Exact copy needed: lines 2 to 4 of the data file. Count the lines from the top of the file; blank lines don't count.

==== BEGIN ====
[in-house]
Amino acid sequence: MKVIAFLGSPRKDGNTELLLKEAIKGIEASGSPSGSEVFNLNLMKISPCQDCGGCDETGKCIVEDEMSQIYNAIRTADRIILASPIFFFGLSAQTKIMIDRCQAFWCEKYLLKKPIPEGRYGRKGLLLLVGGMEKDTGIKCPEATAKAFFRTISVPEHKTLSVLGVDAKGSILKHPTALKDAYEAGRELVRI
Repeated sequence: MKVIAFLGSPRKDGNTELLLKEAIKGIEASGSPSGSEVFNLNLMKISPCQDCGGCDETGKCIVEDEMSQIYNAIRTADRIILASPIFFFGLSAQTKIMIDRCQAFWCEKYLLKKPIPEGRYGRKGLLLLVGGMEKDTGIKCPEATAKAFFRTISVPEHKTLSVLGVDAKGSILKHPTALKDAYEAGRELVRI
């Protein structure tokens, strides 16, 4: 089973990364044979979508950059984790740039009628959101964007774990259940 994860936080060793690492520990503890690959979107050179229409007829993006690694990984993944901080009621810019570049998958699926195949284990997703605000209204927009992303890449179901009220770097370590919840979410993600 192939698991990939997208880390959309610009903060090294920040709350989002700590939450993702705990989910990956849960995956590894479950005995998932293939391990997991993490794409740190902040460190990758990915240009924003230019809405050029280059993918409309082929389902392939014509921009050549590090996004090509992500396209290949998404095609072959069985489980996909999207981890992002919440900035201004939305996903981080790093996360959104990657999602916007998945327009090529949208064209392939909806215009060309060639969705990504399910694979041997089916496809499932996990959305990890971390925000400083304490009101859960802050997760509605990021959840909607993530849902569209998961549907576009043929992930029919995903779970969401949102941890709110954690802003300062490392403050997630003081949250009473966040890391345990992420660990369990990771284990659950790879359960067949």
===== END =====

Amino acid sequence: MKVIAFLGSPRKDGNTELLLKEAIKGIEASGSPSGSEVFNLNLMKISPCQDCGGCDETGKCIVEDEMSQIYNAIRTADRIILASPIFFFGLSAQTKIMIDRCQAFWCEKYLLKKPIPEGRYGRKGLLLLVGGMEKDTGIKCPEATAKAFFRTISVPEHKTLSVLGVDAKGSILKHPTALKDAYEAGRELVRI
Repeated sequence: MKVIAFLGSPRKDGNTELLLKEAIKGIEASGSPSGSEVFNLNLMKISPCQDCGGCDETGKCIVEDEMSQIYNAIRTADRIILASPIFFFGLSAQTKIMIDRCQAFWCEKYLLKKPIPEGRYGRKGLLLLVGGMEKDTGIKCPEATAKAFFRTISVPEHKTLSVLGVDAKGSILKHPTALKDAYEAGRELVRI
């Protein structure tokens, strides 16, 4: 089973990364044979979508950059984790740039009628959101964007774990259940 994860936080060793690492520990503890690959979107050179229409007829993006690694990984993944901080009621810019570049998958699926195949284990997703605000209204927009992303890449179901009220770097370590919840979410993600 192939698991990939997208880390959309610009903060090294920040709350989002700590939450993702705990989910990956849960995956590894479950005995998932293939391990997991993490794409740190902040460190990758990915240009924003230019809405050029280059993918409309082929389902392939014509921009050549590090996004090509992500396209290949998404095609072959069985489980996909999207981890992002919440900035201004939305996903981080790093996360959104990657999602916007998945327009090529949208064209392939909806215009060309060639969705990504399910694979041997089916496809499932996990959305990890971390925000400083304490009101859960802050997760509605990021959840909607993530849902569209998961549907576009043929992930029919995903779970969401949102941890709110954690802003300062490392403050997630003081949250009473966040890391345990992420660990369990990771284990659950790879359960067949």